Margaret Sanger, " Birth Control the Concern of Youth ," 14 Mar 1935.

Source: "Margaret Sanger Papers, Sophia Smith Collection Margaret Sanger Papers Microfilm, Smith College Collections S71:714 and 716 Home, Family Under Scrutiny in Conference," Boston Evening Transcript, Mar. 14, 1935."

Sanger gave an address at the American Home and Youth Conference, organized by the Massachusetts State Federation of Woman's Clubs, in Boston's Statler Hotel. at a Youth Conference. No complete version of her speech has been found. The text below comes from three sources: a Mar. 14 press release, "Margaret Sanger Addresses Youth Conference," an incomplete speech draft, "Conference Speech," and from news coverage.


BIRTH CONTROL THE CONCERN OF YOUTH

Margaret Sanger addresses the Youth Conference

There is no group more deeply concerned with birth control and all it can do for good and for ill than your generation, the men and women in their twenties, who will shape tomorrow’s world. I suppose you are a bit tired of hearing of your responsibility, and of how you will have to get the country out of the mess it is in. I suppose you often want to shout back at us: “Why did you tangle it all up? Why didn’t you manage better?”

We should have managed better, and it is up to us to do what we can to set things straight before we have to turn the whole affair over to you young people. It may make you less impatient with us to remember that we too have had to untangle confusion bequeathed to us by the generation that went before. We have been busy, up to our ears in work, trying to rectify mistakes not entirely of our own making.

A mistake that has worked incalculable harm, and that I have spent the best years of my life trying to straighten out, was made by Anthony Comstock in 1873, when the laws were passed prohibiting the sending of obscene literature through the mails. The overzealous Comstock made the tragic mistake of classing contraception with obscenity, and the result has been confusion worse confounded.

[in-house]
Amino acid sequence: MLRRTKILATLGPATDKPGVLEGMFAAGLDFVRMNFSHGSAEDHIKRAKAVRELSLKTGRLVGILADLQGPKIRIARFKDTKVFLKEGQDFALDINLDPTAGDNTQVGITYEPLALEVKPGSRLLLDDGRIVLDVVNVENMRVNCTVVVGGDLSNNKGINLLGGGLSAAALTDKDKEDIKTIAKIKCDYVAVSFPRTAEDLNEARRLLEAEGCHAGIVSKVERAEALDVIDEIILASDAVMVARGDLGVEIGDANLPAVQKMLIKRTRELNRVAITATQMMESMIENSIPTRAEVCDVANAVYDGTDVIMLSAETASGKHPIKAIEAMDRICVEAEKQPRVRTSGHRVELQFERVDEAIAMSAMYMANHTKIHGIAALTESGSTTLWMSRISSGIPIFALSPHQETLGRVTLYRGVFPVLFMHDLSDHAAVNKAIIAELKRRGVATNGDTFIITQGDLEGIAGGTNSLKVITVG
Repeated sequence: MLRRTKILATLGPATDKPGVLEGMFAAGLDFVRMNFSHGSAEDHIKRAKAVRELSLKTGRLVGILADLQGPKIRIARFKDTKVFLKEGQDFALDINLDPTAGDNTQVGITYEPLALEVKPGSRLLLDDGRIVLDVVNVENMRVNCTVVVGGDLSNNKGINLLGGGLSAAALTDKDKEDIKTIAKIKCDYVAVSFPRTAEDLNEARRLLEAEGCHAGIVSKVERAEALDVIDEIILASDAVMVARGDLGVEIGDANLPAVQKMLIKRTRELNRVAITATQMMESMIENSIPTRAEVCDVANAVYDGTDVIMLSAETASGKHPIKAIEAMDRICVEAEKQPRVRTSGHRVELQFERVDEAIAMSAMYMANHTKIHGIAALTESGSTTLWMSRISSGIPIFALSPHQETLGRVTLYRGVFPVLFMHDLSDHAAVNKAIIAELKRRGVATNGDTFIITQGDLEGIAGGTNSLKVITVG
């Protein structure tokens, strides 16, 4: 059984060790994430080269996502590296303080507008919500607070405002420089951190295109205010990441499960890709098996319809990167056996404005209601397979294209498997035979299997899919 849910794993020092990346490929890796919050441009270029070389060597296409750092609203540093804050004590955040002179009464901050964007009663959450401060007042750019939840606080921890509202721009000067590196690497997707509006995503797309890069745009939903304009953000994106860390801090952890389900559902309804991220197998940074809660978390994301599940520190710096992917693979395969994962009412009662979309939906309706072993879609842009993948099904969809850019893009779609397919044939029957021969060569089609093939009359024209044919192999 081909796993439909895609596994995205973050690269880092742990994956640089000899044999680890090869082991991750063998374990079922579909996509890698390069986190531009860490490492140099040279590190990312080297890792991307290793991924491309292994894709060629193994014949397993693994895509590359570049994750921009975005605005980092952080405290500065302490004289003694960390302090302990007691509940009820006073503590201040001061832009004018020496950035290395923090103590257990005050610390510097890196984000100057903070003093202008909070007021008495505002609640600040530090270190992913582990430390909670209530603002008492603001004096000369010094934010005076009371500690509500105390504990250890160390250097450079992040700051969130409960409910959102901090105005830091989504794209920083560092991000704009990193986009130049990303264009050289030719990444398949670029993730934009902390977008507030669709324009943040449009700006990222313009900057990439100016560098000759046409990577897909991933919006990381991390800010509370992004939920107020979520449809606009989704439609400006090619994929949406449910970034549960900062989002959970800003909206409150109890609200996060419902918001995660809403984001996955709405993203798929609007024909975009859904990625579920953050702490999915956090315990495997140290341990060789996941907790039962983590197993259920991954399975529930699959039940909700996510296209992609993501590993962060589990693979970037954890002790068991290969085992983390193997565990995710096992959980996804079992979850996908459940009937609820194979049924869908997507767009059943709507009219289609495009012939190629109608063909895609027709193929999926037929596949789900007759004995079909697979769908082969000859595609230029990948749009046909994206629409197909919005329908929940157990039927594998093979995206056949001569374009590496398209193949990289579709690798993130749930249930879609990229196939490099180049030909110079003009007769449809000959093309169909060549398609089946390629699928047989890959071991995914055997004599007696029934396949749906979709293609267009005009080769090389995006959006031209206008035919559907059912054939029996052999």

As you perhaps know, the Committee of which I am the president, the National Committee on Federal Legislation for Birth Control, is seeking the amendment of these Federal laws. The amendments, (Senate Bill 600 and House Bill 5600) now before Congress would make it possible for doctors, hospitals and licensed clinics to secure contraceptive information.

Someone has said that the difference between a statesman and a politician is that the statesman thinks of the next generation and the politician thinks of the next election. By that definition I wonder how many statesmen we can claim to have in this country, in our present condition of relief and unemployment and misery, only to increase the population which increases poverty, unemployment and misery.

Everyone knows that we are piling up enormous debts for future generations to pay. But it is not only financial or money debts that I am referring to--such debts may be easily cancelled–but it will not be so simple for future generations to wipe out of existence the debt of inferior racial qualities that we are passing down to them, or to wipe our a population with millions of morons and defectives which we are handing down for our children’s children to manage.

You and your children will have to deal with these debts, with the results of the petty acts of politicians. You must put pressure on our lawmakers to legislate for the future, which belongs to you.

Some sort of birth control is being practiced today, and will continue to be practiced. For birth control is here to stay. But which is better, you have a right to ask your elders, your parents, your teachers and you congressmen: Bootleg, uncertain and often harmful methods, promoted by commercial firms for profit, or scientific, harmless, efficient methods prescribed by physicians for the best interest of you and your children?

The political problems of today are the unsolved social and economic questions of yesterday. We are trying to face them. The social and economic needs of today will be the political problems of tomorrow. These are for you to face.